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Kipling: Spiritualism, Bereavement, Self-Revelation, and "They" William B. Dillingham Emory University WHEN BLUE-EYED, six-year-old Josephine Kipling died of pneumonia in 1899 during the family's visit to New York, prolonged grief seized her father and violently tore from him a certain zest for living. Those who knew him best claimed that he was never the same afterward , that in some basic way he appeared altered. "There is no doubt," wrote his other daughter, Elsie, as she reminisced about her father in later life, "that little Josephine had been his greatest joy during her short life__His life was never the same after her death; a light had gone out that could never be rekindled."1 At the very moment that his precious Josephine was dying, Kipling stared into the face of death, desperately ill with pneumonia himself and out of his head with fever. His physical recovery was painful and slow, but from his agonizing bereavement he never recovered. For years he suffered on in silence, that dreadful , dark silence, his private hell with its prominent sign "Do Not Enter" posted to all, even to those who with good intentions would bring light to relieve the blackness and a draught to slake the inexplicable thirst.2 To be sure, he did speak of Josephine and hint at the depth of his grief but only rarely. After his death, Elsie claimed that occasionally he had mentioned Josephine to her, and Lockwood Kipling, his father, wrote to a friend that Rudyard had spoken about how difficult it was to go back without Josephine to their home, "The Elms," in Rottingdean: "Rud told his mother how he saw her [Josephine] when a door opened, when a space was vacant at table, coming out of every green dark corner of the garden, radiant—and heart breaking."3 What is so striking about Kipling's vision of the dead Josephine is the degree to which she seemed lifelike to him. He did not merely sense the presence of his departed daughter—certainly not an uncommon experience among the bereaved—nor did he simply glimpse a vague and fuzzy ghostly image of the sort that might be created by an imagination 402 DILLINGHAM: KIPLING attempting to compensate for a traumatic loss. The Josephine that he saw repeatedly was clearly defined and bright, "radiant," and yet what he witnessed was not uplifting but "heart breaking" since he realized all the more poignantly for the vividness of her appearance that she was transient and unattainable. Had she not been so radiant, he would not have found the experience so heart breaking. Lockwood Kipling's account of what Rudyard told his mother is frequently cited as evidence of the depth of his grief, but it suggests as well that he may have possessed certain psychic senses that he was hesitant to acknowledge. Charles Carrington has written that "the desire to penetrate the occult exercised a strong fascination over Rudyard throughout his life, an attraction which he resisted, not altogether successfully . In this respect Rudyard was a man of his day, interested in what interested his contemporaries, a reader of the numerous novels and poems that touched on these themes."4 Carrington seems to be describing a person who, like many others of his time, was drawn to the widespread accounts of psychic phenomena as represented in fiction and the press but who tried (albeit imperfectly) to stifle his attraction for these matters. It is perhaps more accurate, however, to say that what he resisted was not a desire to penetrate the occult—he probably never truly wished to do that—but a certain power within himself that might have enabled him to do so. He did not want to see a spiritual manifestation , a vision of his dead child, because he knew that the experience would hurt him deeply since she could not return to him. Nevertheless, he did see her, and that experience broke his heart and left him reticent of any further communication with the dead. In his autobiography, Something of Myself, he made a point of denying that he possessed any extraordinary psychic abilities. Bonamy Dobrée has shrewdly suggested that there is...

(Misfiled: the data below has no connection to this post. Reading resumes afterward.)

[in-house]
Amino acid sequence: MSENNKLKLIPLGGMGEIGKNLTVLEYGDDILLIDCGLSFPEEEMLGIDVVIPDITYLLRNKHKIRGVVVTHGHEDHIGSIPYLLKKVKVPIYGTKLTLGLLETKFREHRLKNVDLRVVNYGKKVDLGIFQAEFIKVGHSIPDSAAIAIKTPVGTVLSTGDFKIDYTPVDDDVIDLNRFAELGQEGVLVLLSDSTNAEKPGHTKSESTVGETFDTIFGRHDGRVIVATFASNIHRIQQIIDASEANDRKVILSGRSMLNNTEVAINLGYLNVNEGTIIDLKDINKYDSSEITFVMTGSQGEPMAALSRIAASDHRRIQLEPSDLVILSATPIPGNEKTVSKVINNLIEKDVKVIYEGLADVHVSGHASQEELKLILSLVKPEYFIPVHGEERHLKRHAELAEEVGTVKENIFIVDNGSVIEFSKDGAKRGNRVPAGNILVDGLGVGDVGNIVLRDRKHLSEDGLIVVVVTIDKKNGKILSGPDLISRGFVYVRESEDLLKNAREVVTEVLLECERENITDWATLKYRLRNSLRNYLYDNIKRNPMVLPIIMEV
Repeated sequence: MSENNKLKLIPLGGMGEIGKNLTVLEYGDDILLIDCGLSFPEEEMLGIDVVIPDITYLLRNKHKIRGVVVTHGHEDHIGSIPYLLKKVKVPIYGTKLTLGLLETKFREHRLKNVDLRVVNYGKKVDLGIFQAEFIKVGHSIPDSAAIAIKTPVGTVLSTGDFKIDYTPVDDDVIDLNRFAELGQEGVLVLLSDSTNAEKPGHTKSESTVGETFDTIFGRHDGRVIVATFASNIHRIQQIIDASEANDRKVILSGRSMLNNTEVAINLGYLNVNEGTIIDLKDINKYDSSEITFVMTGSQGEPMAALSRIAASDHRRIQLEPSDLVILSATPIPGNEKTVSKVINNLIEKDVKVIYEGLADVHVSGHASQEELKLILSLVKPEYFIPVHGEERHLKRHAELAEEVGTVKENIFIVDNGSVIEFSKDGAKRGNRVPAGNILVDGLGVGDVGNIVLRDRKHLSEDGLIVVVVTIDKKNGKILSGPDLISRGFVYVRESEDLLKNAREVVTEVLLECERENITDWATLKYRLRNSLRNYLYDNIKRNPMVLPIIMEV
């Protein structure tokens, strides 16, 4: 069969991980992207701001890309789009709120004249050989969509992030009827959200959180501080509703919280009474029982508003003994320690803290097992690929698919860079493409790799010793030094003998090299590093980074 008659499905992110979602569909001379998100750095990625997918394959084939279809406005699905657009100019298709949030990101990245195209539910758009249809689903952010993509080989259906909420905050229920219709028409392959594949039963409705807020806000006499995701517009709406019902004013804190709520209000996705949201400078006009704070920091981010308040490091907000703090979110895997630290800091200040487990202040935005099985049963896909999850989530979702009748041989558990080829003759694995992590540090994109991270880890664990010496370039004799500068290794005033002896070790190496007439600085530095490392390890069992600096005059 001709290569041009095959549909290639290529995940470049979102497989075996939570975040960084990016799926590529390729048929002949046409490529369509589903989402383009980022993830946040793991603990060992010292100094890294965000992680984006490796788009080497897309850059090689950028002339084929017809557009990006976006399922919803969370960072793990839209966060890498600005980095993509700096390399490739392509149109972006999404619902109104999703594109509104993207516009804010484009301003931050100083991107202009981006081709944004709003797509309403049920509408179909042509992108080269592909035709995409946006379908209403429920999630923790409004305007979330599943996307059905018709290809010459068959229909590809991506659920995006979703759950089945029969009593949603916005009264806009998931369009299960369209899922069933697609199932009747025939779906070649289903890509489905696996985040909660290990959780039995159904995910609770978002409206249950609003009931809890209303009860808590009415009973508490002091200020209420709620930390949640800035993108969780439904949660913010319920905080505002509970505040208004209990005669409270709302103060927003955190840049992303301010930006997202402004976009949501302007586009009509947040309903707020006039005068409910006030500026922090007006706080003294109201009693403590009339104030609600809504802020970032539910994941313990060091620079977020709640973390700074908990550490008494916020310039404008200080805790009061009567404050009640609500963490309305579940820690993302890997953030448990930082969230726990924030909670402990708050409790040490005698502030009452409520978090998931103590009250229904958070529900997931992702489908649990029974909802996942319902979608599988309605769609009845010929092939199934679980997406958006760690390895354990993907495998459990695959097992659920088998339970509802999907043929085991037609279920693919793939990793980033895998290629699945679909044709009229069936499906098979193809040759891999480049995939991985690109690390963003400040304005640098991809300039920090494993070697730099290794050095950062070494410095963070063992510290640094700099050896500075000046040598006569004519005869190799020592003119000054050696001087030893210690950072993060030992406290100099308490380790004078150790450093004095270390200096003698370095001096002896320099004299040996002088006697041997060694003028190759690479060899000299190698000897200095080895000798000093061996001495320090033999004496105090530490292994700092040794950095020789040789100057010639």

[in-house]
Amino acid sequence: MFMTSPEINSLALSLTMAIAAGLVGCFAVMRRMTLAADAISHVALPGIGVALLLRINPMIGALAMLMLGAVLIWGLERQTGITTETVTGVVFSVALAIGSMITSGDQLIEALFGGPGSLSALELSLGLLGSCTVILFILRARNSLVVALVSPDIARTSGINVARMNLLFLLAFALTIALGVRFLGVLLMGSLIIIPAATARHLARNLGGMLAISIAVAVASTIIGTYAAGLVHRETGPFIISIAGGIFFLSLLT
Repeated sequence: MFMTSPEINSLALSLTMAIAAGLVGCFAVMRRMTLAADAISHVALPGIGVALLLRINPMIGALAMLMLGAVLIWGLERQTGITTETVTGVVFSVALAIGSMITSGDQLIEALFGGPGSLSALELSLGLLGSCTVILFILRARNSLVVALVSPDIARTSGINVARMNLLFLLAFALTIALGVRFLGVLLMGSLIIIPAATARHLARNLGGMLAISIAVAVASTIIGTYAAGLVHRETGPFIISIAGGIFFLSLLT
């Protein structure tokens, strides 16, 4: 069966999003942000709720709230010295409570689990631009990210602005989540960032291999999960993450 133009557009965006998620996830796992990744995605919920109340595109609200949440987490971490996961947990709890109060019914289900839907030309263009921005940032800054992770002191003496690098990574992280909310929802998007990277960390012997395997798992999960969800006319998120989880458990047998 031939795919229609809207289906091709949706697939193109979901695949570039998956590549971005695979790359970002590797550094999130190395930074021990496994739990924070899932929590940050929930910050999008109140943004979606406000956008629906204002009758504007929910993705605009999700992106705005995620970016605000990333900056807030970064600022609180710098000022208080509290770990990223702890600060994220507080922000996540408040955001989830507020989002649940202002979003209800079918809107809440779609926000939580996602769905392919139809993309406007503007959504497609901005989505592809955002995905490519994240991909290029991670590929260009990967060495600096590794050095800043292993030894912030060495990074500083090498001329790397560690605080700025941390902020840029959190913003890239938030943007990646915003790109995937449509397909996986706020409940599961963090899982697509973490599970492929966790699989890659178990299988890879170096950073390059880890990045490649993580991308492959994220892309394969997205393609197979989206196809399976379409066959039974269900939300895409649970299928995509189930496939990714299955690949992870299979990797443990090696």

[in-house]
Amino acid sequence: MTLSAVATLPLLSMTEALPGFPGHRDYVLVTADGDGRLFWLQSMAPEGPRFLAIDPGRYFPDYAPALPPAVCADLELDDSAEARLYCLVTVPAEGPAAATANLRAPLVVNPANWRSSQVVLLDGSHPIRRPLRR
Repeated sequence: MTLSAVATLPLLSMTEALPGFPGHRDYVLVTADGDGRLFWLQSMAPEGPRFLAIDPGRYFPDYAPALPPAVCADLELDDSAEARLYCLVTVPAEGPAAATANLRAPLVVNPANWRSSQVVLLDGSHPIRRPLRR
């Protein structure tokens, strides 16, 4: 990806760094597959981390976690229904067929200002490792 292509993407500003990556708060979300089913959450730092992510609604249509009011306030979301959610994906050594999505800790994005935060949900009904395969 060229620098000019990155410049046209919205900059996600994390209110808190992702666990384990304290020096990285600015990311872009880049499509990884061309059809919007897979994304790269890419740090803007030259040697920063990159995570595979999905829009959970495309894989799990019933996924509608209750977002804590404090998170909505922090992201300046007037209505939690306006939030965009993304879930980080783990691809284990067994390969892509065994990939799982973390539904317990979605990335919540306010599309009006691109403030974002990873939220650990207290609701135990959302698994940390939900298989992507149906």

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Additional Information

ISSN
1559-2715
Print ISSN
0013-8339
Pages
pp. 402-425
Launched on MUSE
2010-05-21
Open Access
No
Archive Status
Will Be Archived 2021
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